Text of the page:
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Thordon Bearings Founder Wins Prestigious Sperry Award

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Sandy Thompson onboard the Canadian Coast Guard Ship Hudson with a SeaThigor mechanical face seal installed (Thordon)

By The Maritime Executive 2019-09-06 20:36:39

Polymer materials pioneer George A. "Sandy" Thomson has been awarded the global transportation sector’s most distinguished recognition, the Elmer A. Sperry Award, given for “advancing the art of transportation."

The Elmer. A. Sperry award is given jointly by the American Institute of Aeronautics and Astronautics, the Institute of Electrical and Electronics Engineers, the Society of Automotive Engineers, the Society of Naval Architects and Marine Engineers, the American Society of Civil Engineers and the American Society of Mechanical Engineers. 

Thomson joins a long and illustrious list of Sperry Award recipients, like William Francis Gibbs, the designer of the Liberty ship and the SS United States; Douglas Aircraft founder Donald Douglas; Porsche AG founder Ferdinand Porsche; British aviation pioneer Sir Geoffrey De Havilland; and Malcolm McLean, the inventor of the modern shipping container.

“I am deeply honoured and humbled to win this award, which I accept on behalf of everybody at Thordon Bearings,” said Thomson. “To be presented with this prize is a testament to the talent and dedication of all those working tirelessly within the company to develop safer, more environmentally-friendly solutions for all sectors of industry. It really is a collective effort rather than any one individual. It is our material scientists, technologists and engineers – some of the best in the world – that must take all the credit.”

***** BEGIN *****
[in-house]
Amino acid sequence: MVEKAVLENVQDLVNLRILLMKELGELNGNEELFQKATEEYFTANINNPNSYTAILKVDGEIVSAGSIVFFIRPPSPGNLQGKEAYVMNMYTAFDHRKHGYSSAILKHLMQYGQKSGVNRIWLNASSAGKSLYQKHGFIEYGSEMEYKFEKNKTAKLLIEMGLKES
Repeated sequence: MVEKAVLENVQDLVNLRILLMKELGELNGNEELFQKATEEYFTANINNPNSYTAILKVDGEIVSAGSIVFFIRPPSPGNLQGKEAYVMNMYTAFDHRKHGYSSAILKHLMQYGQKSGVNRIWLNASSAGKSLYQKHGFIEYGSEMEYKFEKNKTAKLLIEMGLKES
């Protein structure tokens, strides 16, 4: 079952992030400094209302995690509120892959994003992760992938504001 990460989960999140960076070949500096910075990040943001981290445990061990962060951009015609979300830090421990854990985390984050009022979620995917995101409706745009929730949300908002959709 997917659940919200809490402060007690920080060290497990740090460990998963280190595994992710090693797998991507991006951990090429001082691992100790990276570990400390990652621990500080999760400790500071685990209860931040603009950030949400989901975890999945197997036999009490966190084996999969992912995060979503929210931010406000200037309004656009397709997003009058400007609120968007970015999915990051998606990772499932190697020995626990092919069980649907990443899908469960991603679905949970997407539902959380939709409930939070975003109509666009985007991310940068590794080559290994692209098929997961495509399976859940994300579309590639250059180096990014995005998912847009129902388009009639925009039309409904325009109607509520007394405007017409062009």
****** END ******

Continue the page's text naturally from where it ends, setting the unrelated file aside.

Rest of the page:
Thomson studied aircraft maintenance at Northrop University in Inglewood, California and graduated as a mechanical engineer. After working for a Boston based mechanical seal manufacturer, he returned to Canada to join Thomson-Gordon Ltd, founded by his grandfather in 1911.

The prospect of producing engineered components made from elastomers intrigued Sandy Thomson, and along with two colleagues, he developed the Thordon polymer in the late 1960s. After several prototype bearings, the world’s first polymer alloy bearing was produced and installed in 1967 into a vertical pump, in partnership with a local steel plant, replacing traditional rubber bearings that typically wore out within a few weeks.

After the successful installation in more vertical pump applications, the marine market on Lake Ontario seemed like the perfect place to test the bearing in horizontal applications. The world’s first Thordon water lubricated propeller shaft bearing was installed on a Great Lakes tug owned by McKeil Marine in Hamilton in the late 1970s. McKeil is the largest tug/barge owner on the Great Lakes, and it is still a loyal customer 40 years later.

Thordon polymers were quickly adopted by ocean-going vessels, with hundreds of ships installing Thordon seawater-lubricated polymer tailshaft bearings. One significant breakthrough was supplying propeller shaft bearings to the Royal Canadian Navy's Halifax class frigates, which had originally specified rubber bearings. However, the products from Thomson's newly-formed company – Thordon Bearings Inc. – solved the problem. Since then, over 40 global navies and coast guard fleets have chosen Thordon’s COMPAC propeller shaft bearing system. Based on the proven operating performance on cruise ships, COMPAC bearings are now offered with a lifetime bearing wearlife guarantee. 

Sandy’s bearing technology has also helped the environment: it eliminates oil leaked from conventional oil lubricated tailshafts, and it has prevented millions of liters of oil leaking into the sea and rivers, protecting marine ecology.